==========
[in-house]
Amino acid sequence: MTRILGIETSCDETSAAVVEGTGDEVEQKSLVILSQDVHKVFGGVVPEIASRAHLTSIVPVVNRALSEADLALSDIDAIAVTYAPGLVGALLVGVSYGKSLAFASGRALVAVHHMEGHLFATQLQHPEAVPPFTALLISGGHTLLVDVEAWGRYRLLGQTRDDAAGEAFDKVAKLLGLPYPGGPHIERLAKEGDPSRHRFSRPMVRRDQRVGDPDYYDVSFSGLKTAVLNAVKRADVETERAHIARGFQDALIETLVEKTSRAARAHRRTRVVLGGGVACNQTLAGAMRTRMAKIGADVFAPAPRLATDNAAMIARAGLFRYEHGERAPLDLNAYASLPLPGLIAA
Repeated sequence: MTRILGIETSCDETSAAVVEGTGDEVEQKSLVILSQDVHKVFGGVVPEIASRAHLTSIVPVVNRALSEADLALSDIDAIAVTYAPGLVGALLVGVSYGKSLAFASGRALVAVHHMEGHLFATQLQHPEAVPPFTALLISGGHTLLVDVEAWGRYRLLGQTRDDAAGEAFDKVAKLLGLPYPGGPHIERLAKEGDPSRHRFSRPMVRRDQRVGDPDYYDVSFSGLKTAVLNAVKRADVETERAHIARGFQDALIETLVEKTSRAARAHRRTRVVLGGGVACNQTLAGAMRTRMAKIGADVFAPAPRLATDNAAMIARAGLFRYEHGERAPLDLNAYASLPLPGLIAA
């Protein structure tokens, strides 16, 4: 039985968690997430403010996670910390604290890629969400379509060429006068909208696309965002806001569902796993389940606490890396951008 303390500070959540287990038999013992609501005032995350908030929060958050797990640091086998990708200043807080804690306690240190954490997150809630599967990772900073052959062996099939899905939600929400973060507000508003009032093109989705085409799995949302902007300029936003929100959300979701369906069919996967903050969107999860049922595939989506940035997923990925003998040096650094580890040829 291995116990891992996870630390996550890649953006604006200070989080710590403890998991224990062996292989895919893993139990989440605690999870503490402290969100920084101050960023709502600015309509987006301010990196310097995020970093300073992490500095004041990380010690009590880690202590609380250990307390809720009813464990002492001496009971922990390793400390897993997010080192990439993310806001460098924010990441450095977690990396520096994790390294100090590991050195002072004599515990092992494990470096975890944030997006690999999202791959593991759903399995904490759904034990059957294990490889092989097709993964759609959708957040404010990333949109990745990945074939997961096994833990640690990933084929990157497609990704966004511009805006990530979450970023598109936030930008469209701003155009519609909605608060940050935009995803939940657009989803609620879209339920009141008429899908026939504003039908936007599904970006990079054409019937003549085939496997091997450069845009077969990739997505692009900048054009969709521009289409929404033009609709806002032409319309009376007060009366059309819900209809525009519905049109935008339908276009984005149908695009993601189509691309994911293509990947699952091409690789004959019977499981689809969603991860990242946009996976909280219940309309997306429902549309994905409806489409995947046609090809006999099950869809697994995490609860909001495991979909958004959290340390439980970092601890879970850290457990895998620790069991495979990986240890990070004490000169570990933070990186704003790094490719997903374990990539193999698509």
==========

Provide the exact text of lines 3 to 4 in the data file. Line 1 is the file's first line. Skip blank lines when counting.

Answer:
Repeated sequence: MTRILGIETSCDETSAAVVEGTGDEVEQKSLVILSQDVHKVFGGVVPEIASRAHLTSIVPVVNRALSEADLALSDIDAIAVTYAPGLVGALLVGVSYGKSLAFASGRALVAVHHMEGHLFATQLQHPEAVPPFTALLISGGHTLLVDVEAWGRYRLLGQTRDDAAGEAFDKVAKLLGLPYPGGPHIERLAKEGDPSRHRFSRPMVRRDQRVGDPDYYDVSFSGLKTAVLNAVKRADVETERAHIARGFQDALIETLVEKTSRAARAHRRTRVVLGGGVACNQTLAGAMRTRMAKIGADVFAPAPRLATDNAAMIARAGLFRYEHGERAPLDLNAYASLPLPGLIAA
């Protein structure tokens, strides 16, 4: 039985968690997430403010996670910390604290890629969400379509060429006068909208696309965002806001569902796993389940606490890396951008 303390500070959540287990038999013992609501005032995350908030929060958050797990640091086998990708200043807080804690306690240190954490997150809630599967990772900073052959062996099939899905939600929400973060507000508003009032093109989705085409799995949302902007300029936003929100959300979701369906069919996967903050969107999860049922595939989506940035997923990925003998040096650094580890040829 291995116990891992996870630390996550890649953006604006200070989080710590403890998991224990062996292989895919893993139990989440605690999870503490402290969100920084101050960023709502600015309509987006301010990196310097995020970093300073992490500095004041990380010690009590880690202590609380250990307390809720009813464990002492001496009971922990390793400390897993997010080192990439993310806001460098924010990441450095977690990396520096994790390294100090590991050195002072004599515990092992494990470096975890944030997006690999999202791959593991759903399995904490759904034990059957294990490889092989097709993964759609959708957040404010990333949109990745990945074939997961096994833990640690990933084929990157497609990704966004511009805006990530979450970023598109936030930008469209701003155009519609909605608060940050935009995803939940657009989803609620879209339920009141008429899908026939504003039908936007599904970006990079054409019937003549085939496997091997450069845009077969990739997505692009900048054009969709521009289409929404033009609709806002032409319309009376007060009366059309819900209809525009519905049109935008339908276009984005149908695009993601189509691309994911293509990947699952091409690789004959019977499981689809969603991860990242946009996976909280219940309309997306429902549309994905409806489409995947046609090809006999099950869809697994995490609860909001495991979909958004959290340390439980970092601890879970850290457990895998620790069991495979990986240890990070004490000169570990933070990186704003790094490719997903374990990539193999698509």